Compression quandary

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Kids are growing up too fast.

Parents have been saying it for years. But now marketers and agencies realize it, too, and it's shortening the life cycles of the products and services they target to the youth market.

Age compression-which marketers contend can be caused by such varied influences as single-parent families and the Internet-is prompting changes in ad messages.

"I'm losing kids earlier, and they top out at age 6," says Kathy Lalley, senior VP at Bcom3 Group's Leo Burnett USA, Chicago, and co-founder of its KidLeo unit, which serves such clients as Walt Disney Co., McDonald's Corp., Nintendo of America and Viacom's Nickelodeon.

Age compression was recognized in the early 1990s in the toy industry, as younger children started playing with toys traditionally marketed to kids several years older. The trend has become more evident in categories such as fashion and fast-food.


"The interest in fashion has started earlier, especially for girls," Ms. Lalley says. "Girls outgrow toys and play with cosmetics and fashion."

At Diageo's Burger King Corp., "What we're doing with kid meals is related to age compression," says Richard Taylor, VP-U.S. marketing. "We noticed it was accelerating in the early '90s." The No. 2 burger chain launched the supersize Big Kids Meals in 1998.

Segmentation becomes more difficult in an era of age compression, when certain products cannot be strictly associated with a static age range. Age is just a starting point.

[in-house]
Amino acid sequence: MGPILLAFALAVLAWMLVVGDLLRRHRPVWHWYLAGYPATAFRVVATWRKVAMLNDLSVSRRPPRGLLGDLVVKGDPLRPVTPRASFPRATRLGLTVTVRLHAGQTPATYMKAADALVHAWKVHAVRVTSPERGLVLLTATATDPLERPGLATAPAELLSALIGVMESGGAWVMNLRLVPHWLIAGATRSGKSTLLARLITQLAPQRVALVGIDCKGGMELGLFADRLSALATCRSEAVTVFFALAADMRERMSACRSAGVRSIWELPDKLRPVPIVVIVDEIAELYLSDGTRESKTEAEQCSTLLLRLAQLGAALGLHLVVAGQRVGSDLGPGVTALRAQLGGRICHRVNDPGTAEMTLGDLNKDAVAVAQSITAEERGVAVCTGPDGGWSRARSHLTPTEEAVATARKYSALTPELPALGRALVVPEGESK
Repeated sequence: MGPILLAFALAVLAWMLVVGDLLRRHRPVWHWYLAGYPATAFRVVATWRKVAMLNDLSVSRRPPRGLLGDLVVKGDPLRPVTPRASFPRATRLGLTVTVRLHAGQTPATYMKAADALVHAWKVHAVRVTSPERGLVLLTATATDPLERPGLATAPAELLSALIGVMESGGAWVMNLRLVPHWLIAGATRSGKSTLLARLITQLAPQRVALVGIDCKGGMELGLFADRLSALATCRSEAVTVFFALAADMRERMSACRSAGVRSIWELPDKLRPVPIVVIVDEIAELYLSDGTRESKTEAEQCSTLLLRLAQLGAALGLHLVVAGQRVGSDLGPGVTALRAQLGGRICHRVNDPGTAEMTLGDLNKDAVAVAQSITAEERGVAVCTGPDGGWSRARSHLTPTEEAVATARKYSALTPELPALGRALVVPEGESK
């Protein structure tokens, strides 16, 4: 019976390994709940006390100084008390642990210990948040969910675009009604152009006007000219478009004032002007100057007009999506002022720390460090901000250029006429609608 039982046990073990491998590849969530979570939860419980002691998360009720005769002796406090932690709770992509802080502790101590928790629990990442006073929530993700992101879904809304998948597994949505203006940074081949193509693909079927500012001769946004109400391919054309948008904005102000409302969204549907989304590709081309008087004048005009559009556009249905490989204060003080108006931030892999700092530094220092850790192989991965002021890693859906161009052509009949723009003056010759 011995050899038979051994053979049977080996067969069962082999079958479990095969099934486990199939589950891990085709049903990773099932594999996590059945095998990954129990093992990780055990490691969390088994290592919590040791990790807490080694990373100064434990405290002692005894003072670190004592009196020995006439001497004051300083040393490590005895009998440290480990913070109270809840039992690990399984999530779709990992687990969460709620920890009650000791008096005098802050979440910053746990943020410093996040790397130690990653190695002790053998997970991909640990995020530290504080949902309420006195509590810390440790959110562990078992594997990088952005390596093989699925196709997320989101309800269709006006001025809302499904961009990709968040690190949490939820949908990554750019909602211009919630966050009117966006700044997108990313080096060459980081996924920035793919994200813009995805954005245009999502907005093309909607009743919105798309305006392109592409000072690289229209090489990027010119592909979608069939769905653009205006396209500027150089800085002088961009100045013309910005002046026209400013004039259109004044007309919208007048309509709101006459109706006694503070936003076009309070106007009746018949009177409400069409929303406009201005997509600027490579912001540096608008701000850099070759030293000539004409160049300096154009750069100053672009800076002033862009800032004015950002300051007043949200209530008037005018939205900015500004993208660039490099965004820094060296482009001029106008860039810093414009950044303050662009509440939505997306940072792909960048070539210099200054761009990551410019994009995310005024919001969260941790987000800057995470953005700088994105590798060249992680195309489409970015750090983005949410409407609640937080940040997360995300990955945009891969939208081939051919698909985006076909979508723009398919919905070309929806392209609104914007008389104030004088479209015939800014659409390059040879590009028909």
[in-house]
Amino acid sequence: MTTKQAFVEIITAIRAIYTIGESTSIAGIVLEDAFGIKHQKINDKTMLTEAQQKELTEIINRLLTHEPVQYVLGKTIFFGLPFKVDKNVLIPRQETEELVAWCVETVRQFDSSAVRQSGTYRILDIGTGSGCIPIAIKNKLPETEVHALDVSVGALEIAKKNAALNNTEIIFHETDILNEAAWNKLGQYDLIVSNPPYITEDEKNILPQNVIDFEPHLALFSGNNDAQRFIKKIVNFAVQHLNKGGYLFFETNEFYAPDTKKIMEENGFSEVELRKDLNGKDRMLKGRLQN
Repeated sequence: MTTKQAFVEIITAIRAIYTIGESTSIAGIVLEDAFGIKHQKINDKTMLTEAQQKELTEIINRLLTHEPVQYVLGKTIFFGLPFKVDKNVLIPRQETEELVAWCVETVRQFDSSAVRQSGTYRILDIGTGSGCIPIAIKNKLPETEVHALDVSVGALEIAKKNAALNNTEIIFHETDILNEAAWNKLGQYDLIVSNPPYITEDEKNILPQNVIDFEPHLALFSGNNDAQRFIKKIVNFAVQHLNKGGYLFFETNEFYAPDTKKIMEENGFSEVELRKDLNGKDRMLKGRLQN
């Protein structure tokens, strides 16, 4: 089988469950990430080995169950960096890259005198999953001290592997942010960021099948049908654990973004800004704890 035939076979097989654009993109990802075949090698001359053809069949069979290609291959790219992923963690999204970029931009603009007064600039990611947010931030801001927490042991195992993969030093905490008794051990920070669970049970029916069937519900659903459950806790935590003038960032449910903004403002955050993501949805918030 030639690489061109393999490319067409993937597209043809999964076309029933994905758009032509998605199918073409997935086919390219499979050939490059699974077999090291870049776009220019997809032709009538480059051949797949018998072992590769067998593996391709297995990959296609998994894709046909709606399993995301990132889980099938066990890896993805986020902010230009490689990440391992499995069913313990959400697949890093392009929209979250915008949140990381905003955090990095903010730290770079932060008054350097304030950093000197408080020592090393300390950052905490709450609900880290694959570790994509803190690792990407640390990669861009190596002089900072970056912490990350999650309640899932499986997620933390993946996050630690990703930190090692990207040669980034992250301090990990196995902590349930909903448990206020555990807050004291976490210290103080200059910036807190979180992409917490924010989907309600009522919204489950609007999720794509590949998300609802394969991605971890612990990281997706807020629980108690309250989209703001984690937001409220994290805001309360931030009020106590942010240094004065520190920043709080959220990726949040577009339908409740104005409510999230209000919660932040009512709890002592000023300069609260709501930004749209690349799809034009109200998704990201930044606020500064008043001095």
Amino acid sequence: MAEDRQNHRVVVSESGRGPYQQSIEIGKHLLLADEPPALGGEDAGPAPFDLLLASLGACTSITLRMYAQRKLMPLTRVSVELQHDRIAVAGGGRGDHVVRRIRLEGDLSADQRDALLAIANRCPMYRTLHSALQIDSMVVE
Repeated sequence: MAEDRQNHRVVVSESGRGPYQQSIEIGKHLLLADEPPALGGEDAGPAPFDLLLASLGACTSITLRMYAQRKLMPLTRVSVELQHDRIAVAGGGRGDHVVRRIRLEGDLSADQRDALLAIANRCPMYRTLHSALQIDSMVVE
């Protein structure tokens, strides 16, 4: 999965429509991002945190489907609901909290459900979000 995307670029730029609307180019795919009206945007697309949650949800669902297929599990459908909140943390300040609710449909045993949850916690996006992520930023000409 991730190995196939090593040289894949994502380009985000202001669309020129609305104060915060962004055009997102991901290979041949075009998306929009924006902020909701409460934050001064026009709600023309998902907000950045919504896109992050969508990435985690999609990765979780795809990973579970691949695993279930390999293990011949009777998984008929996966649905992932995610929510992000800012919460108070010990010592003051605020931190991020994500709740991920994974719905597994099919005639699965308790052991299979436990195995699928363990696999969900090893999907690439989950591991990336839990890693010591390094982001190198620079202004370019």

"The kid market 15 to 20 years ago was viewed in a monolithic way," says Paul Kurnit, president of both Kid Think and its parent agency, Omnicom Group's Griffin Bacal, New York.

Mr. Kurnit says today there are at least six recognized kids segments: newborn-2 years old; 3-5; 6-8; 9-12, the tweens segment; 13-15; and 16-18.

But with age compression, the interests of each group are changing-a tween in 2001 will have markedly different interests from a tween just a few years ago.


Marketers traditionally define kids as ages 6 to 12. Today, the group is more in the 3-to-8-year-old range. "We used to look at the preschool market from 0 to 5 years as mom-targeted," Mr. Kurnit says. "Today, 3- and 4-year-old kids are playing with action figures, and babies are getting into the kids space."

Factors from media and technology to working mothers have propelled kids toward adulthood.

"Kids have access to information and influences that are mature more than ever before," says Jennifer Boehlke, account planner at the KidCom unit of Interpublic Group of Cos.' Campbell Mithun, Minneapolis, which last month won Burger King's estimated $80 million kids marketing account.


The Internet also has made the world much smaller, Ms. Boehlke says. "Now it doesn't take as long for trends to move across country."

Half of U.S. families have dual incomes, while another one in four is a single-parent household, so "kids are being forced to be more responsible and live on their own," she says.

Nowhere is the uncertainty of fluid boundaries more challenging than the tween realm. "They live in both worlds of kid and tween," Mr. Kurnit says.

Ms. Boehlke cautions that many people believe "kids are literally growing older younger because of all these new influences. That's not true. It means more kids have a foot in both worlds of the younger and teen/young adult world. You just can't assume kids are little teens because developmentally they're not ready."

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